IN RE: JUDICIAL REVIEW OF FINAL AGENCY DECISION OF THE N.C. BOARD OF CPA EXAMINERS IN THE MATTERS OF BELINDA L. JOHNSON, CPA #31871; AND BELINDA JOHNSON CPA, P.A., DATED JUNE 23, 2016
In this case we consider whether the North Carolina State Board of Certified Public Accountant Examiners (the Board) can take disciplinary action against an individual or entity regulated by the Board for failure to follow a rule requiring compliance with the terms of a peer review contract. We also consider whether the Board's decision to suspend petitioners' registration in this case was made based on lawful procedure and substantial evidence. Because we conclude that the Board lawfully required a certified professional and her corporation to honor a private peer review contract and that the Board's decision was based on substantial evidence, we affirm the decision of the North Carolina Business Court affirming the Board's disciplining of petitioners.
Petitioner Belinda Johnson is a Certified Public Accountant (CPA) holding a certificate issued by the Board. Petitioner Belinda Johnson CPA, P.A. (the Firm) is a registered certified public accounting corporation, solely owned by Johnson. On 23 June 2016, the Board issued a final decision in which it unanimously found that petitioners failed to comply with required auditing standards, failed to fulfill the terms of a peer review contract, and failed to timely respond to the Board and its staff during an investigation. The Board concluded that this conduct violated rules and standards promulgated by the Board and suspended the Firm's registration for three years or until petitioners fulfilled the terms of their peer review contract. The Board also imposed monetary penalties on Johnson, issued a five-year revocation of Johnson's CPA certificate, and stayed that revocation “provided Respondent Johnson complie[d] with all North Carolina Accountancy laws and rules during the period of the stayed revocation.”
The facts underlying the Board's decision arise from a 2013 peer review of petitioners' accounting and auditing practice. In order to satisfy Board rule 21 NCAC 08M .0105(d), requiring “[p]articipation in and completion of the AICPA Peer Review Program,” petitioners entered into a peer review contract with Tina Purvis of Hollingsworth Avent Averre & Purvis, PA. The peer review contract specified that Purvis would bill at a rate of $150 per hour and estimated that the peer review would take between fifteen and twenty-one hours. In part, Purvis performed a detailed review of an audit petitioners had performed for one of their not-for-profit clients (the client audit). Based upon this review, Purvis noted material departures from the relevant standards, issued a failing result, and recommended that the Firm reissue certain documents related to the client audit. Johnson disputed the results of the failed peer review before the North Carolina Association of Certified Public Accountants Peer Review Committee. After an investigation and telephone conference, the Peer Review Committee accepted Purvis's review, including the failing result.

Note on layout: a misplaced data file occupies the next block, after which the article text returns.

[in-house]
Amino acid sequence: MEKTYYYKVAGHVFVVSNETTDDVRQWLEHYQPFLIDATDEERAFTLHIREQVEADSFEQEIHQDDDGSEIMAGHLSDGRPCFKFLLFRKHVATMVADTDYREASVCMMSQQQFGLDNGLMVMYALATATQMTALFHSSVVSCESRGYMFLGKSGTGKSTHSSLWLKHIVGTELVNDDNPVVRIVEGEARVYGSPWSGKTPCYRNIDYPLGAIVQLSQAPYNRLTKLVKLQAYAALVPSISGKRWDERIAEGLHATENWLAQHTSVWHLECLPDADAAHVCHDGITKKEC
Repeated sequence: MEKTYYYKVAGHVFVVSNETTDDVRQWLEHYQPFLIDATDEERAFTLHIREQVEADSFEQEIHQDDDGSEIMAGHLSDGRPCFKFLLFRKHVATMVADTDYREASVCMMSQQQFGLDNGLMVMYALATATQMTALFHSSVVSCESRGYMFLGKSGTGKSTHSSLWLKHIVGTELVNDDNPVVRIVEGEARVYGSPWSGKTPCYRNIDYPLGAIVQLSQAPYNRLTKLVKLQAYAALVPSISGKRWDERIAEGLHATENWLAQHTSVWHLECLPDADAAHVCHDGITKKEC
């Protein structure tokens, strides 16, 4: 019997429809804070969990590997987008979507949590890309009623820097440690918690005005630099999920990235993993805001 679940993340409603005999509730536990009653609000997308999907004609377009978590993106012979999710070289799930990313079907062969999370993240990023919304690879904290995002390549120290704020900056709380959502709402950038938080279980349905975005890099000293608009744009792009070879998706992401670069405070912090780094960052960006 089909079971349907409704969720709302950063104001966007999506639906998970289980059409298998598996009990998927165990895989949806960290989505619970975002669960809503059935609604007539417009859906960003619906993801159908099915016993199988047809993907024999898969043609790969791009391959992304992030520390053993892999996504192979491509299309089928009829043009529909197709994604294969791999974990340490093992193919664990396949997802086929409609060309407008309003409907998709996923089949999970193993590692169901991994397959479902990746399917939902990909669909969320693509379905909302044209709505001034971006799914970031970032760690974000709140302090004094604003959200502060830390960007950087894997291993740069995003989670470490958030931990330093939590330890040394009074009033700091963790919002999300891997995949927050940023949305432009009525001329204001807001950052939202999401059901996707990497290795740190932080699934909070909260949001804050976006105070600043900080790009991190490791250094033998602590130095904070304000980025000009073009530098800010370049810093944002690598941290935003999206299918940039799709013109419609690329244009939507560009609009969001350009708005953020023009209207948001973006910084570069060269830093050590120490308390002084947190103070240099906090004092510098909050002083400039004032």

On 30 April 2014, Purvis filed a complaint with the Board alleging that petitioners failed to fulfill the terms of the peer review contract by refusing to pay for the peer review. This complaint was forwarded to the Board's Professional Standards Committee (the committee). The committee informed Johnson that she had not complied with the peer review contract and directed petitioners to resolve the matter with Purvis by 23 October 2014. Petitioners did not resolve their dispute with Purvis and on 28 August 2015, the committee requested that petitioners submit documents related to the Purvis peer review. On 4 September 2015, Johnson sent a letter to the committee declining to send the documents because she considered the information “unnecessary and redundant” and “irrelevant and immaterial to this case.”
After providing notice to petitioners, the Board held a hearing to address these matters on 19 May 2016. Petitioners were not represented by counsel at this hearing, but Johnson attended, introduced evidence, and cross-examined witnesses. On 23 June 2016, the Board issued its final decision imposing discipline on petitioners. On 22 July 2016, petitioners filed for judicial review in Superior Court, Mecklenburg County. The case was subsequently designated as a mandatory complex business case by the Chief Justice and venue was transferred to Wake County.
Petitioners were represented by counsel before the Business Court. After receiving briefs from both parties, the Business Court held a hearing and issued a written order upholding the Board's decision. The Business Court noted:
Here, the Court's task of reviewing the Board's Order is made exceedingly difficult by the Petitioner[s'] failure to support their exceptions with references to the record evidence, or with coherent arguments or citation to legal authority. Petitioner[s'] brief consists primarily of declaratory statements that, for the most part, are not linked to any particular exception in their Petition. Nevertheless, the Court will review the Board's critical findings of fact and conclusions of law to determine whether they are supported by the evidence and free from errors of law.